Visual Fatigue
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Visual Fatigue

The environmental causes of visual fatigue is divided in to two groups:

(i) those arise out of the visual task itself, and

(ii)    those arise out of the visual environment in which the task is           performed.

 

5.1 Visual Task

The brain always tries to interpret the visual information sent to it. When this information is of poor quality, the brain attempts to improve it by sending feedback signal to the eye. Strain results when this is an almost continuous process. Examples of poor quality of visual information are:

(i) the size of detail of the task is too small causing problems of focusing and convergence,

(ii) the contrast between parts of the detail is too low,

(iii) the visual task moves,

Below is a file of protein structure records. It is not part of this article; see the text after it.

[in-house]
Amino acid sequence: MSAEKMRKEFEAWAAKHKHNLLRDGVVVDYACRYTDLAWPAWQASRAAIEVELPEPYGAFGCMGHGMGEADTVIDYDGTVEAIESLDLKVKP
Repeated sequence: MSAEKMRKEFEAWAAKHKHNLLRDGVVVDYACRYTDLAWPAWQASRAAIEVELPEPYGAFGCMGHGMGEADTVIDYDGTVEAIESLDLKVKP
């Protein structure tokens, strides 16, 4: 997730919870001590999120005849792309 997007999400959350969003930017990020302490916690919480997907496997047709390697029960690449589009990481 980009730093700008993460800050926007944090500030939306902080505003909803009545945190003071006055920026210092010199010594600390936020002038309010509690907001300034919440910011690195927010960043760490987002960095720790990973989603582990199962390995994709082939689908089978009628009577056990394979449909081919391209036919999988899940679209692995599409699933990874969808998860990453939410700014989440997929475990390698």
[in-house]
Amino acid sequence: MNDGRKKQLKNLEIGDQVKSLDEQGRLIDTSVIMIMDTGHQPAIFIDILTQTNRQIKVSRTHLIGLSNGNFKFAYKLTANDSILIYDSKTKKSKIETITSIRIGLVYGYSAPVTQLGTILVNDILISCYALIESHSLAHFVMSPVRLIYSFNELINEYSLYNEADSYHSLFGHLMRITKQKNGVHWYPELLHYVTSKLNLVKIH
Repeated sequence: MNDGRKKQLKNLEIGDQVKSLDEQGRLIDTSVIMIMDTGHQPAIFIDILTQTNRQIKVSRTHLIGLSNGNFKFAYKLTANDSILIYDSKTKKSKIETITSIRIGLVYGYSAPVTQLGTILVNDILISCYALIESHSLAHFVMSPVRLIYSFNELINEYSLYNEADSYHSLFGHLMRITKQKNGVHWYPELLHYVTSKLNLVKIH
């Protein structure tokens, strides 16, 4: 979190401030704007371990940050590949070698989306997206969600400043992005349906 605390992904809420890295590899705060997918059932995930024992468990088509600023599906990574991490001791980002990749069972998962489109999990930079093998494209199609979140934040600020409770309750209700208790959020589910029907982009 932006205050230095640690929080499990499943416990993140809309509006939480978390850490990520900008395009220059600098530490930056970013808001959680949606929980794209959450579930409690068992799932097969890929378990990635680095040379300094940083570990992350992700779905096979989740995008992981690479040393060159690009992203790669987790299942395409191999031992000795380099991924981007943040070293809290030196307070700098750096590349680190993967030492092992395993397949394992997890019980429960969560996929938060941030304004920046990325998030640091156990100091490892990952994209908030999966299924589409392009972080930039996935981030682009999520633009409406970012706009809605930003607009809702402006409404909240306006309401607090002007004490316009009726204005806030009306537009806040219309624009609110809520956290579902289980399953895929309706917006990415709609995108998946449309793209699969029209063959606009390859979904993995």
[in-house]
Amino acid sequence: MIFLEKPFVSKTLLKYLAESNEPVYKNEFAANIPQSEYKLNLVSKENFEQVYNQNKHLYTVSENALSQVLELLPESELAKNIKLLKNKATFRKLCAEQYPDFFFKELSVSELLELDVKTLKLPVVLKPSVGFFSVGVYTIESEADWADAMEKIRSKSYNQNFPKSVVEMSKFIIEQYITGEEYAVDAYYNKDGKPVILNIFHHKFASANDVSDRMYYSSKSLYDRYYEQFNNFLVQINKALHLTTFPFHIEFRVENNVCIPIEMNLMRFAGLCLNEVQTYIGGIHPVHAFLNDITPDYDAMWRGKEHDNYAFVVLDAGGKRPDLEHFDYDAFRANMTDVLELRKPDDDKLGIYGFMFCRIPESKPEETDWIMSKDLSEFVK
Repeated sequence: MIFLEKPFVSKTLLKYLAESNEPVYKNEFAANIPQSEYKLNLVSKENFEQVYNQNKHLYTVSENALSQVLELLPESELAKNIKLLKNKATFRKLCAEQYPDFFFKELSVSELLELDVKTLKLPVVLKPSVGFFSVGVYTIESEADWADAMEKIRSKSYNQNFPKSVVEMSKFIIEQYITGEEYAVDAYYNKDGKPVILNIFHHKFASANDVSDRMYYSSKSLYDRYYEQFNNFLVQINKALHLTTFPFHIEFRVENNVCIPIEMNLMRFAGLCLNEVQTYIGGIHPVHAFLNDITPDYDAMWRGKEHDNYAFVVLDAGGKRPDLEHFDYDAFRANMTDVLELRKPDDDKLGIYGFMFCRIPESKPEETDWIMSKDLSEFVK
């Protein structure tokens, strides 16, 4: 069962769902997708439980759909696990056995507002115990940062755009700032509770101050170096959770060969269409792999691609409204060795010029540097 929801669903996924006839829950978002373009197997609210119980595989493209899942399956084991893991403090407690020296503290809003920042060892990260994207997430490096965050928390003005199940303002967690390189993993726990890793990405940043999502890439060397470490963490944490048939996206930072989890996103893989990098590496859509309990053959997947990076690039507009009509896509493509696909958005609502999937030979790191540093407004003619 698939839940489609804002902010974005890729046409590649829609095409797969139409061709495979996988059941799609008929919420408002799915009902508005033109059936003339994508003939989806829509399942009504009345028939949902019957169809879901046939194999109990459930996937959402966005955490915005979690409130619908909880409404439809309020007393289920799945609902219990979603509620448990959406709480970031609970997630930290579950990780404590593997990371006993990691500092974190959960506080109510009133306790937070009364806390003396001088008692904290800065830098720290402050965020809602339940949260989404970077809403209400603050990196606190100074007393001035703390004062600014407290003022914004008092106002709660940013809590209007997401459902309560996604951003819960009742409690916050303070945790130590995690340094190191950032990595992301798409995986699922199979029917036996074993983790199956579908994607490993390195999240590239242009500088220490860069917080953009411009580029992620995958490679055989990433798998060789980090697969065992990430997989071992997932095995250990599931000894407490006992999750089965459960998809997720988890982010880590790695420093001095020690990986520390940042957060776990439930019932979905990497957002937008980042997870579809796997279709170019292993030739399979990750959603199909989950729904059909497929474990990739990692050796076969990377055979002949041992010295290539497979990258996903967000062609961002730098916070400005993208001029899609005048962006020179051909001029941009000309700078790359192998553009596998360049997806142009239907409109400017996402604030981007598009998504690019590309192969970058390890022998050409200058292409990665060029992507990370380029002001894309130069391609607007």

(iv) the surface texture of the task makes seeing difficult,

(v) the pattern of the task may be disturbing.

 

5.2 Visual Environment

Examples of working environment causing visual fatigue are:

(i) inadequate illuminance,

(ii) too great a contrast between the task and its background,

(iii) disability and discomfort glare, or veiling reflections from the task,

(iv) flicker from fluorescent lamps, and

(v) psychological factors concerned with the individual's satisfaction with the environment as a          whole, e.g. colour appearance, colour rendering, appearance of environment.